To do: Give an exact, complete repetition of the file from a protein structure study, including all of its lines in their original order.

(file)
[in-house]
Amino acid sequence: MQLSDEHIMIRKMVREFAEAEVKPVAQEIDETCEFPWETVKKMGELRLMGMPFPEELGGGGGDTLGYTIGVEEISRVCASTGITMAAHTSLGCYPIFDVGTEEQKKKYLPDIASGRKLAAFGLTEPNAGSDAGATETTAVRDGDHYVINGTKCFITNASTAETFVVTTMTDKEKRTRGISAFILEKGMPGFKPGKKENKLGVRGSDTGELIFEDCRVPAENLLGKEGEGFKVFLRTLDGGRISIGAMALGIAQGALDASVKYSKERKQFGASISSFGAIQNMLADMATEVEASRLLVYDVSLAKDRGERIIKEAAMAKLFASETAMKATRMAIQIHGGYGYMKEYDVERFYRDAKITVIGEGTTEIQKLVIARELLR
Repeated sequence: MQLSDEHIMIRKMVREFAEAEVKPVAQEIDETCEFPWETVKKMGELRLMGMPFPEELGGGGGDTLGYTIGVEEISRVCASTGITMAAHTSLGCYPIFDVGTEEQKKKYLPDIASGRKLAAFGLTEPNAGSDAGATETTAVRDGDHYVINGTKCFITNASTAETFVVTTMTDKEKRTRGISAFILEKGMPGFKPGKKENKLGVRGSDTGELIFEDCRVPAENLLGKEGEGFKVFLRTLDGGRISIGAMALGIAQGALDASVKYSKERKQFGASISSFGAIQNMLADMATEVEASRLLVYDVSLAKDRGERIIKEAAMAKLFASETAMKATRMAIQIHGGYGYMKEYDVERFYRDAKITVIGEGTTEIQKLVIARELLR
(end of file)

[in-house]
Amino acid sequence: MQLSDEHIMIRKMVREFAEAEVKPVAQEIDETCEFPWETVKKMGELRLMGMPFPEELGGGGGDTLGYTIGVEEISRVCASTGITMAAHTSLGCYPIFDVGTEEQKKKYLPDIASGRKLAAFGLTEPNAGSDAGATETTAVRDGDHYVINGTKCFITNASTAETFVVTTMTDKEKRTRGISAFILEKGMPGFKPGKKENKLGVRGSDTGELIFEDCRVPAENLLGKEGEGFKVFLRTLDGGRISIGAMALGIAQGALDASVKYSKERKQFGASISSFGAIQNMLADMATEVEASRLLVYDVSLAKDRGERIIKEAAMAKLFASETAMKATRMAIQIHGGYGYMKEYDVERFYRDAKITVIGEGTTEIQKLVIARELLR
Repeated sequence: MQLSDEHIMIRKMVREFAEAEVKPVAQEIDETCEFPWETVKKMGELRLMGMPFPEELGGGGGDTLGYTIGVEEISRVCASTGITMAAHTSLGCYPIFDVGTEEQKKKYLPDIASGRKLAAFGLTEPNAGSDAGATETTAVRDGDHYVINGTKCFITNASTAETFVVTTMTDKEKRTRGISAFILEKGMPGFKPGKKENKLGVRGSDTGELIFEDCRVPAENLLGKEGEGFKVFLRTLDGGRISIGAMALGIAQGALDASVKYSKERKQFGASISSFGAIQNMLADMATEVEASRLLVYDVSLAKDRGERIIKEAAMAKLFASETAMKATRMAIQIHGGYGYMKEYDVERFYRDAKITVIGEGTTEIQKLVIARELLR